I subscribe to the Writer’s Digest free emails (I don’t actually pay for stuff – how much money do you think I have?). Sometimes, I read it and think “What, really, give your heroes some believable faults and your villains some good points so they’ll seem a bit more human? I never would have thought of that…”
But yesterday, there was an email that really made me think, and I told my husband about it, and made him think too. It was this one – about whether you should write for yourself, or for the reader. To some extent, it’s a no-brainer: you should always write for the person who is going to be reading it. If that’s only going to be you, then write for yourself. If, someday, you hope someone else will read your stuff, then you’d better factor them in too.
But what really made me think was how specific the author of that post got – his strategy was to make a sort of ‘ideal reader’ character in his mind, and write the book for her. And I think that’s a really good idea, because it forces you to focus.
Commenters on the article objected, and suggested that if that’s what you were going to do, then why not just write for yourself – or for someone you knew? It comes down to the same thing in the end – you’re writing for one person, who standards for the population of readers you hope to attract.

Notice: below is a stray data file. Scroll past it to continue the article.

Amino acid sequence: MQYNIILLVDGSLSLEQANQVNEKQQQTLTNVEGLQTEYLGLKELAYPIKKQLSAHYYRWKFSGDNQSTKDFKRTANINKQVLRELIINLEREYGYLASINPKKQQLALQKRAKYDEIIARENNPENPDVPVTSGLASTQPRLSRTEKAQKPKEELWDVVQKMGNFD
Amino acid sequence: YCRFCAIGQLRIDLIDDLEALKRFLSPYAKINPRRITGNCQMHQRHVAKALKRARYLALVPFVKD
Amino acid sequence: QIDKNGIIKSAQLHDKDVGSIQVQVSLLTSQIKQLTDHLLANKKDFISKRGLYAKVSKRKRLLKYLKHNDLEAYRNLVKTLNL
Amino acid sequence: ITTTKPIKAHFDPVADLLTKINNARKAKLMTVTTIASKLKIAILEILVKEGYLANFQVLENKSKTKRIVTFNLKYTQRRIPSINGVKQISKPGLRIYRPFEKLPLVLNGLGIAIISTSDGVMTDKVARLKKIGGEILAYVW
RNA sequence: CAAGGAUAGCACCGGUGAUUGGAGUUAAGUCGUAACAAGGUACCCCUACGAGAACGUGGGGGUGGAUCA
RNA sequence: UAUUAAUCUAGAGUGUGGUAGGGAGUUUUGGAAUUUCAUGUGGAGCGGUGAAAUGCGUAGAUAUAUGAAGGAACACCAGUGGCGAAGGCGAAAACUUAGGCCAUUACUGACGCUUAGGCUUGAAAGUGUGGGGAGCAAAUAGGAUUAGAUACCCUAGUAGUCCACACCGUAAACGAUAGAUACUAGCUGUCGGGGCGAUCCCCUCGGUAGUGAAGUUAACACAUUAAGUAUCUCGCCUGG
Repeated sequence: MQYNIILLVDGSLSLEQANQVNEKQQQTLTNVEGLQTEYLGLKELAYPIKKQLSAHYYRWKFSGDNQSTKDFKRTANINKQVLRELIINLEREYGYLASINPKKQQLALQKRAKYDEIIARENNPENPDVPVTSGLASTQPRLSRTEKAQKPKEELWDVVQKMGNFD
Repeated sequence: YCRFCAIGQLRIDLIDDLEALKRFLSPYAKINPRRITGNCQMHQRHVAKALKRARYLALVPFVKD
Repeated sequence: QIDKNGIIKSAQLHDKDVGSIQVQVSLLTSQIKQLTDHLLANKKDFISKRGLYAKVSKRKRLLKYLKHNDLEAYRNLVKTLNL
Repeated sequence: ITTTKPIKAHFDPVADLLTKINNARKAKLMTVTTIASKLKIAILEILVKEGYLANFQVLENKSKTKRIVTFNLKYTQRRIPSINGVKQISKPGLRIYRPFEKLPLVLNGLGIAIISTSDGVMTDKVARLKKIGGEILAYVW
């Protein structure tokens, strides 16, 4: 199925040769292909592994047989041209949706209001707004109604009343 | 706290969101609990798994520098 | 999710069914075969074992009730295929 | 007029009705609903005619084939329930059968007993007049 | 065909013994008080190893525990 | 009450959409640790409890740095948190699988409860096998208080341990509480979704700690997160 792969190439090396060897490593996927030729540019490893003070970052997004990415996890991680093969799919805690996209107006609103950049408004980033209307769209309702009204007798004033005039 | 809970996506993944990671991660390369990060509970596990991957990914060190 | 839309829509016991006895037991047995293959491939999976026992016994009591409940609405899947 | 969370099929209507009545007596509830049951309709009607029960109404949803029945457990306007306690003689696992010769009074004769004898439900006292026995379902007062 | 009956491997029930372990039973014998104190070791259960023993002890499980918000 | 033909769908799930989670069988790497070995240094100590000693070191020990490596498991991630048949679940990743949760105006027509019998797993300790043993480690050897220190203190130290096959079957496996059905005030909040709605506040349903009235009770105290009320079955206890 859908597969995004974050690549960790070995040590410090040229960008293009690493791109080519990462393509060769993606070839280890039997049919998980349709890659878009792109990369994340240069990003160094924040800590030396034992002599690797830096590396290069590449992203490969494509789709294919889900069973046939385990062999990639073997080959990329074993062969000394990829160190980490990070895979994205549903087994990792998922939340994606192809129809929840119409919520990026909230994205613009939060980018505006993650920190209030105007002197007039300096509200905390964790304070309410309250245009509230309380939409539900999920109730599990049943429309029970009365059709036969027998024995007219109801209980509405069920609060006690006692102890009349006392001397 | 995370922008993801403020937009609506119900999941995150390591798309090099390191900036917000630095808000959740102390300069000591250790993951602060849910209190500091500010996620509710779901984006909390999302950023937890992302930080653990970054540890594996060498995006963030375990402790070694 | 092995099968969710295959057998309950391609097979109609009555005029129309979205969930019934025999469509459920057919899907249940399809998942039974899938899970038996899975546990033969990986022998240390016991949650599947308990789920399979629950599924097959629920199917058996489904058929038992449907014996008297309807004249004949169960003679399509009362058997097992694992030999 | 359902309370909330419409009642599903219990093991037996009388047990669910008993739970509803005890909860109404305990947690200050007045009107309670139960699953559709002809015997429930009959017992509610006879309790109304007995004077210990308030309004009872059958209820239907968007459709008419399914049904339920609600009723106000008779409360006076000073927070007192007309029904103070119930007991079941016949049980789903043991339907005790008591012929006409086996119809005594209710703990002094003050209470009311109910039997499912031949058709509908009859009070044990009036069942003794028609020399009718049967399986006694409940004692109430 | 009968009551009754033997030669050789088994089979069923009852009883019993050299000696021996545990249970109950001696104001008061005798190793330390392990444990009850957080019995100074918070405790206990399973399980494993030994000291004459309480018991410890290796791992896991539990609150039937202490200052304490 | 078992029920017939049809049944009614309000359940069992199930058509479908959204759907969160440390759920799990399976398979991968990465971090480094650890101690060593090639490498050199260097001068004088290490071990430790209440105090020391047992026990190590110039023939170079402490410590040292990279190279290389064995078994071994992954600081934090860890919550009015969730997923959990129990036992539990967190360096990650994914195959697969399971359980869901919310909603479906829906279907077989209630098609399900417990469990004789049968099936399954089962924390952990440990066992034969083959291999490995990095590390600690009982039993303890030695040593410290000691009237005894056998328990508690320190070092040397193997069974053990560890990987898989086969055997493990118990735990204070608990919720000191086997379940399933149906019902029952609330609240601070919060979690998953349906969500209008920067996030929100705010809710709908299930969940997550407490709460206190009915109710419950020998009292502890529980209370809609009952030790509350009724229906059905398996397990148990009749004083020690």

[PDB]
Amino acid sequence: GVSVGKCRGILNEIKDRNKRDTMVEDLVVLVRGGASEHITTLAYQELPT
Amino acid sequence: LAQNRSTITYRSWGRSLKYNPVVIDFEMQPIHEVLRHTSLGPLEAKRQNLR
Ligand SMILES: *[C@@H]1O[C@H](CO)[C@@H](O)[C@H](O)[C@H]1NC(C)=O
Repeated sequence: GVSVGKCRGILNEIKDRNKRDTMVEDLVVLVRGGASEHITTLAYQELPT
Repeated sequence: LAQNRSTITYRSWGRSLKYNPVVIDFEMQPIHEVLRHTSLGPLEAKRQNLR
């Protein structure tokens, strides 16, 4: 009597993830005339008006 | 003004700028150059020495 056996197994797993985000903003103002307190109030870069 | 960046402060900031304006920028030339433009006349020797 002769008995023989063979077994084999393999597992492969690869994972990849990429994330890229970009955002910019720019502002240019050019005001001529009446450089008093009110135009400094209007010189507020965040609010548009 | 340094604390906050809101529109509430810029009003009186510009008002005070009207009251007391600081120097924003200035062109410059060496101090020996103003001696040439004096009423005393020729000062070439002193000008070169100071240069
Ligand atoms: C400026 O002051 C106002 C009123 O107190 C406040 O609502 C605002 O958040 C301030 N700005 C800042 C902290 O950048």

But, thinking about it, it’s not the same thing at all. It’s all about how specific you are. If you write for yourself, then you’re being very specific indeed – there’s no-one who knows more about what you like than you do. And you know all your little quirks and idiosyncrasies (even if you don’t recognise them). So by writing for yourself, you’re effectively writing for the only person in the world who fits that description. If you write for someone you know, you still know quite a bit about them, and real people have all sorts of little quirks, so you’re still narrowing your focus.
But if you make up a character, you can make him or her into a sort of everyman. Lawyers know about this: law is full of these people – the ‘Reasonable Man’, the ‘Moron in a Hurry’, the ‘Man on the Clapham Omnibus’, ‘Equity’s Darling’. They are cardboard cutout sort of people who each stand in for a population. We know some of their characteristics, but they don’t have individual quirks because their function is not to be individuals. Your made up character isn’t a real person: he or she is the shadowy Reasonable Reader, with just enough of a personality to perform one single function: that of keeping your book focused and on track.
So my project for this week is to work out who, and what, my Reasonable Reader is. And thank goodness that article was published now rather than in six months’ time. Lucky, lucky, lucky…